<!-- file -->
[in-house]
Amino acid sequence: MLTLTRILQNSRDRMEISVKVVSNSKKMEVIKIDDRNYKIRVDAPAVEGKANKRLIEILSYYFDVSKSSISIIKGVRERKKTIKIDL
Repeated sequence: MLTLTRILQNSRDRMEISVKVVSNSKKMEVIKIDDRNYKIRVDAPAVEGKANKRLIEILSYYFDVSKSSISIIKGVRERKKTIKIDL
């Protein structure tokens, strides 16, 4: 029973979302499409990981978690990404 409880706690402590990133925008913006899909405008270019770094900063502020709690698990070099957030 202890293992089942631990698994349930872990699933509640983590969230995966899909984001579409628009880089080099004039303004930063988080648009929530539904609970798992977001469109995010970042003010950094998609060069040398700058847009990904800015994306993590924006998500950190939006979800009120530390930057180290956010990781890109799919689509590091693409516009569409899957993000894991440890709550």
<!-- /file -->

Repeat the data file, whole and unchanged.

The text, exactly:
[in-house]
Amino acid sequence: MLTLTRILQNSRDRMEISVKVVSNSKKMEVIKIDDRNYKIRVDAPAVEGKANKRLIEILSYYFDVSKSSISIIKGVRERKKTIKIDL
Repeated sequence: MLTLTRILQNSRDRMEISVKVVSNSKKMEVIKIDDRNYKIRVDAPAVEGKANKRLIEILSYYFDVSKSSISIIKGVRERKKTIKIDL
């Protein structure tokens, strides 16, 4: 029973979302499409990981978690990404 409880706690402590990133925008913006899909405008270019770094900063502020709690698990070099957030 202890293992089942631990698994349930872990699933509640983590969230995966899909984001579409628009880089080099004039303004930063988080648009929530539904609970798992977001469109995010970042003010950094998609060069040398700058847009990904800015994306993590924006998500950190939006979800009120530390930057180290956010990781890109799919689509590091693409516009569409899957993000894991440890709550």